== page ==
Robertus Tallis was a British wizard. He seemed to be a rather scholarly man, as he carried about a thick book with a golden pentagram on it. He also smoked a pipe and was known to wear Muggle clothing.
Tallis had a sly sort of look about him, with a small goatee and a handlebar moustache. He had small blue eyes, rosy cheeks and a slightly pointy nose. He was known to wear Muggle clothes, including a white shirt, orange waistcoat, beige and red striped trousers, a plum-coloured coat with turquoise lapels and cuffs, plum-coloured pointed cap with a turquoise and white triangle-patterned band, a pink scarf with golden swirls and brown leather shoes with red laces.
Behind the scenes
- This rather bizarre-looking figure is included on the back of the original Bloomsbury cover by Thomas Taylor. In later editions, he was replaced with a clearly recognisable portrait of Albus Dumbledore. The fandom was left baffled, as this wizard did not correspond to any character in the books. The artist later revealed that he was commissioned to paint 'a wizard to decorate the back cover', and so he did a generic wizard based on the likeness of his father, that 'disappeared in a puff of smoke' to make way for Dumbledore when the publishers were repeatedly called on to explain who that wizard was.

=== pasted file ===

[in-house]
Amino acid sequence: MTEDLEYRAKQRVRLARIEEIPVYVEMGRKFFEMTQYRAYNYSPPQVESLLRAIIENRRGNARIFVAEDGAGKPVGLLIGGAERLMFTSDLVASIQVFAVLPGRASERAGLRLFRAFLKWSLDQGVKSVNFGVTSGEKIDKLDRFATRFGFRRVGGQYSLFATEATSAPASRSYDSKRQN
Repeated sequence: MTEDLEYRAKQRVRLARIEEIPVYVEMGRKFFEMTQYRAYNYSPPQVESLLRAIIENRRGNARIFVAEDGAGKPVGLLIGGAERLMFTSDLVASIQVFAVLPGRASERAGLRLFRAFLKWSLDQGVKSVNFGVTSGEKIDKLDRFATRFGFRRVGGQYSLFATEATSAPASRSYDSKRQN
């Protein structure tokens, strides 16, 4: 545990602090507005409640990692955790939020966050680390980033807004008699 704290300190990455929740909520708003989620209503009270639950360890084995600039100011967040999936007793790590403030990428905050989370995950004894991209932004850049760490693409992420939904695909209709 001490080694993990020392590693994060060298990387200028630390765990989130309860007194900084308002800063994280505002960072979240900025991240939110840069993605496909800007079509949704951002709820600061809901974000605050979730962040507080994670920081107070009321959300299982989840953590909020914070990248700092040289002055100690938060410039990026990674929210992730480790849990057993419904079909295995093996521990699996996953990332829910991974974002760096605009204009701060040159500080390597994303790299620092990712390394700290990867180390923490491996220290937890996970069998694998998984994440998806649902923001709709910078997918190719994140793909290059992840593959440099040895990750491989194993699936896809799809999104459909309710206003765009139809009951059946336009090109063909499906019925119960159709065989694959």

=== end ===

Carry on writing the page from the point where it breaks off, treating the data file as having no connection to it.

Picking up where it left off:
- Most fans tended to presume that he was a younger Dumbledore, Quirinus Quirrell, or Nicolas Flamel (from the large bulge in his pocket, that could potentially be the Philosopher's Stone).
- On Thomas Taylor's blog, this wizard was referred to as "Wizzy", on the jpg file name. The artist, however, later explained that the word "wizzy" was simply his choice for a quick filename and not an actual name for the wizard. Questioned further about this wizard by an argentine named Alfonso Ferrer, Taylor said "Yes, he was only ever intended to be a generic wizard to decorate the back cover, so never needed a name. If he really needs one now, let him be Robertus Tallis."
- Harry Potter and the Philosopher's Stone (First editions cover art only)